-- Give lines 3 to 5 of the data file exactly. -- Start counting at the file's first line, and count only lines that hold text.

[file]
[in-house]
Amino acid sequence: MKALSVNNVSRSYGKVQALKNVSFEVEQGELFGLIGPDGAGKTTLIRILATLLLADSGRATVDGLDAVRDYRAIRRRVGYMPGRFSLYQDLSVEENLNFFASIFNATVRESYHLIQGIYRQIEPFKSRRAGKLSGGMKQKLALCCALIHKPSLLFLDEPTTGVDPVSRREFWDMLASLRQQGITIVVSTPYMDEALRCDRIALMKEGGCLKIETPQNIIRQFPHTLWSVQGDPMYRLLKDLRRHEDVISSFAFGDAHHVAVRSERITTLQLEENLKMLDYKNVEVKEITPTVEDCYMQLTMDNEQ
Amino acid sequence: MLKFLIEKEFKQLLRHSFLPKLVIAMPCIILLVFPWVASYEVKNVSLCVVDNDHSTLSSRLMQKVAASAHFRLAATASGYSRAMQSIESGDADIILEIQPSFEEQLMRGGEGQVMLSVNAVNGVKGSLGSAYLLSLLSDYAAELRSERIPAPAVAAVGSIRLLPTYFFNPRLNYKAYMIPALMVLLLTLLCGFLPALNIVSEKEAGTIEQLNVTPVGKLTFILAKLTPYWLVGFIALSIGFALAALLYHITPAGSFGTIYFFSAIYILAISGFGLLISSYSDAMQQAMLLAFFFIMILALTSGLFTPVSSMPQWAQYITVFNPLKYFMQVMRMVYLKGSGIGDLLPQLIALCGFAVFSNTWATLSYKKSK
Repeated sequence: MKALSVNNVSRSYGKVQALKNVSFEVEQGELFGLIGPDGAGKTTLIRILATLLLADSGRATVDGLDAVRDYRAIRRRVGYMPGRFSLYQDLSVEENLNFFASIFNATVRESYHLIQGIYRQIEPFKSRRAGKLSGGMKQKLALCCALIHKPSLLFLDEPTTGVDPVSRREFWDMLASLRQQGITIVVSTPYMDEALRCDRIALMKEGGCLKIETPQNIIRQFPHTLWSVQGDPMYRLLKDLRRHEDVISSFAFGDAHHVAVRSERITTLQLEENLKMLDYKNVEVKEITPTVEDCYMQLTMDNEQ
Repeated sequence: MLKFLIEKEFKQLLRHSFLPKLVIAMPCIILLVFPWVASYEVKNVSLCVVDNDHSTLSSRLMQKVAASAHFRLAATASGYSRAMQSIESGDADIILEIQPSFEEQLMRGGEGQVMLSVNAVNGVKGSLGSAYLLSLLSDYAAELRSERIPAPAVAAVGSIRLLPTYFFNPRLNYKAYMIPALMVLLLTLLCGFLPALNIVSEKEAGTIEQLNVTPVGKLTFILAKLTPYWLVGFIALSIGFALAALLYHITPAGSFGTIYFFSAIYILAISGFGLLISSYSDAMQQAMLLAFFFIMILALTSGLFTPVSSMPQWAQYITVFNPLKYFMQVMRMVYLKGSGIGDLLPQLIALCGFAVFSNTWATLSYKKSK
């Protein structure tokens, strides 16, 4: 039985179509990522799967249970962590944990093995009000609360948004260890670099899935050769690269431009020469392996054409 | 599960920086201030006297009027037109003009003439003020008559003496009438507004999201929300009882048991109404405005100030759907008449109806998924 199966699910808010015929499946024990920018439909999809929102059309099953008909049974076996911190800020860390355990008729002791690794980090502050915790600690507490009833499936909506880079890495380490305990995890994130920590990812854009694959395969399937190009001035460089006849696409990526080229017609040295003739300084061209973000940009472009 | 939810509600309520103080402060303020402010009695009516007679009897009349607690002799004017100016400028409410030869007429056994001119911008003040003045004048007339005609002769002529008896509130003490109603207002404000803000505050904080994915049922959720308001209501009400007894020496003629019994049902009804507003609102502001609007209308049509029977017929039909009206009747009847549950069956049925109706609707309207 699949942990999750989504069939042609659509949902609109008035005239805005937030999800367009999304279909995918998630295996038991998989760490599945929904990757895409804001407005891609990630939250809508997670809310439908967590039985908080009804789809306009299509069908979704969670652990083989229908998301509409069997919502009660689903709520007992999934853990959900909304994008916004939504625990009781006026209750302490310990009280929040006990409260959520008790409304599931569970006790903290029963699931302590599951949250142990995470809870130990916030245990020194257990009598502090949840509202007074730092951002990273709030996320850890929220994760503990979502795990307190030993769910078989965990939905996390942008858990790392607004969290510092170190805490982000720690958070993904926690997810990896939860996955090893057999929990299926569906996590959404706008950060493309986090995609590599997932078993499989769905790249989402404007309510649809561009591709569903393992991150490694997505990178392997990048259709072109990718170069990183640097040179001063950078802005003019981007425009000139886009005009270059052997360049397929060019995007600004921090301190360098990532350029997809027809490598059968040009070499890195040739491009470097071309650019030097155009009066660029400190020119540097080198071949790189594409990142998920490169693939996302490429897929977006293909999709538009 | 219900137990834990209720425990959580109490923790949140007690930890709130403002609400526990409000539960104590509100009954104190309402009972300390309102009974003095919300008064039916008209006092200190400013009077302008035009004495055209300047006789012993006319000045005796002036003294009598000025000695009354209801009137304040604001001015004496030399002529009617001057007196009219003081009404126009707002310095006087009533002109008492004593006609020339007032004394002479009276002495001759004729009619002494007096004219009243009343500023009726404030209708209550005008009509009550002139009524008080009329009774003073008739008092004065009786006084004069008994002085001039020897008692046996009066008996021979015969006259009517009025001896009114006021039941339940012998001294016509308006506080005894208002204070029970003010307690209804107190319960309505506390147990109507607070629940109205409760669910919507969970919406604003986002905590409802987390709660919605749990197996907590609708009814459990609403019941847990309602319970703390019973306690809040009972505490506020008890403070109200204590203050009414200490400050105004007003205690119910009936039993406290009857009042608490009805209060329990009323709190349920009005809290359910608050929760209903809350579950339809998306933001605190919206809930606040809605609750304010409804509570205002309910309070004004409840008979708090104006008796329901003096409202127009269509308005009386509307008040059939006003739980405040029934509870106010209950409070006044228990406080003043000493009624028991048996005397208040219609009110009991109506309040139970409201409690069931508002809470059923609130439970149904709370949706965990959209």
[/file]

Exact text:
Amino acid sequence: MLKFLIEKEFKQLLRHSFLPKLVIAMPCIILLVFPWVASYEVKNVSLCVVDNDHSTLSSRLMQKVAASAHFRLAATASGYSRAMQSIESGDADIILEIQPSFEEQLMRGGEGQVMLSVNAVNGVKGSLGSAYLLSLLSDYAAELRSERIPAPAVAAVGSIRLLPTYFFNPRLNYKAYMIPALMVLLLTLLCGFLPALNIVSEKEAGTIEQLNVTPVGKLTFILAKLTPYWLVGFIALSIGFALAALLYHITPAGSFGTIYFFSAIYILAISGFGLLISSYSDAMQQAMLLAFFFIMILALTSGLFTPVSSMPQWAQYITVFNPLKYFMQVMRMVYLKGSGIGDLLPQLIALCGFAVFSNTWATLSYKKSK
Repeated sequence: MKALSVNNVSRSYGKVQALKNVSFEVEQGELFGLIGPDGAGKTTLIRILATLLLADSGRATVDGLDAVRDYRAIRRRVGYMPGRFSLYQDLSVEENLNFFASIFNATVRESYHLIQGIYRQIEPFKSRRAGKLSGGMKQKLALCCALIHKPSLLFLDEPTTGVDPVSRREFWDMLASLRQQGITIVVSTPYMDEALRCDRIALMKEGGCLKIETPQNIIRQFPHTLWSVQGDPMYRLLKDLRRHEDVISSFAFGDAHHVAVRSERITTLQLEENLKMLDYKNVEVKEITPTVEDCYMQLTMDNEQ
Repeated sequence: MLKFLIEKEFKQLLRHSFLPKLVIAMPCIILLVFPWVASYEVKNVSLCVVDNDHSTLSSRLMQKVAASAHFRLAATASGYSRAMQSIESGDADIILEIQPSFEEQLMRGGEGQVMLSVNAVNGVKGSLGSAYLLSLLSDYAAELRSERIPAPAVAAVGSIRLLPTYFFNPRLNYKAYMIPALMVLLLTLLCGFLPALNIVSEKEAGTIEQLNVTPVGKLTFILAKLTPYWLVGFIALSIGFALAALLYHITPAGSFGTIYFFSAIYILAISGFGLLISSYSDAMQQAMLLAFFFIMILALTSGLFTPVSSMPQWAQYITVFNPLKYFMQVMRMVYLKGSGIGDLLPQLIALCGFAVFSNTWATLSYKKSK